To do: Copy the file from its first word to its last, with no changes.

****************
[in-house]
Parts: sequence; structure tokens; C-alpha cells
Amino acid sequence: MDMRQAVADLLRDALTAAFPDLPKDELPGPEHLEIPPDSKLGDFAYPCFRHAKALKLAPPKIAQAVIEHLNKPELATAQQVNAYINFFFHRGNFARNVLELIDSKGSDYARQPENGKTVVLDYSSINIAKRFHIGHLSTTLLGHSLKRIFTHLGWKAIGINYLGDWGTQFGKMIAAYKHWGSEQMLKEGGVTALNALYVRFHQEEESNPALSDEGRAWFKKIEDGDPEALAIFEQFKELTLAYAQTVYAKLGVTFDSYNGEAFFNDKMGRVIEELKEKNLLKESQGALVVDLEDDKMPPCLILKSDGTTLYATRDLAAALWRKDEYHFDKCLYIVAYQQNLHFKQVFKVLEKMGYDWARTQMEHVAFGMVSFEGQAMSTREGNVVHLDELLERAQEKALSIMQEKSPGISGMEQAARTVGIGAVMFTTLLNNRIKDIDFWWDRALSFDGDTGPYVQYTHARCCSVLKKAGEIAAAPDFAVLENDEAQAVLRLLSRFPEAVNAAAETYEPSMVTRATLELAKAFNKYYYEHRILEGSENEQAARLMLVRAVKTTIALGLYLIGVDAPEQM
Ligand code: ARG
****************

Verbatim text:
[in-house]
Parts: sequence; structure tokens; C-alpha cells
Amino acid sequence: MDMRQAVADLLRDALTAAFPDLPKDELPGPEHLEIPPDSKLGDFAYPCFRHAKALKLAPPKIAQAVIEHLNKPELATAQQVNAYINFFFHRGNFARNVLELIDSKGSDYARQPENGKTVVLDYSSINIAKRFHIGHLSTTLLGHSLKRIFTHLGWKAIGINYLGDWGTQFGKMIAAYKHWGSEQMLKEGGVTALNALYVRFHQEEESNPALSDEGRAWFKKIEDGDPEALAIFEQFKELTLAYAQTVYAKLGVTFDSYNGEAFFNDKMGRVIEELKEKNLLKESQGALVVDLEDDKMPPCLILKSDGTTLYATRDLAAALWRKDEYHFDKCLYIVAYQQNLHFKQVFKVLEKMGYDWARTQMEHVAFGMVSFEGQAMSTREGNVVHLDELLERAQEKALSIMQEKSPGISGMEQAARTVGIGAVMFTTLLNNRIKDIDFWWDRALSFDGDTGPYVQYTHARCCSVLKKAGEIAAAPDFAVLENDEAQAVLRLLSRFPEAVNAAAETYEPSMVTRATLELAKAFNKYYYEHRILEGSENEQAARLMLVRAVKTTIALGLYLIGVDAPEQM
Ligand code: ARG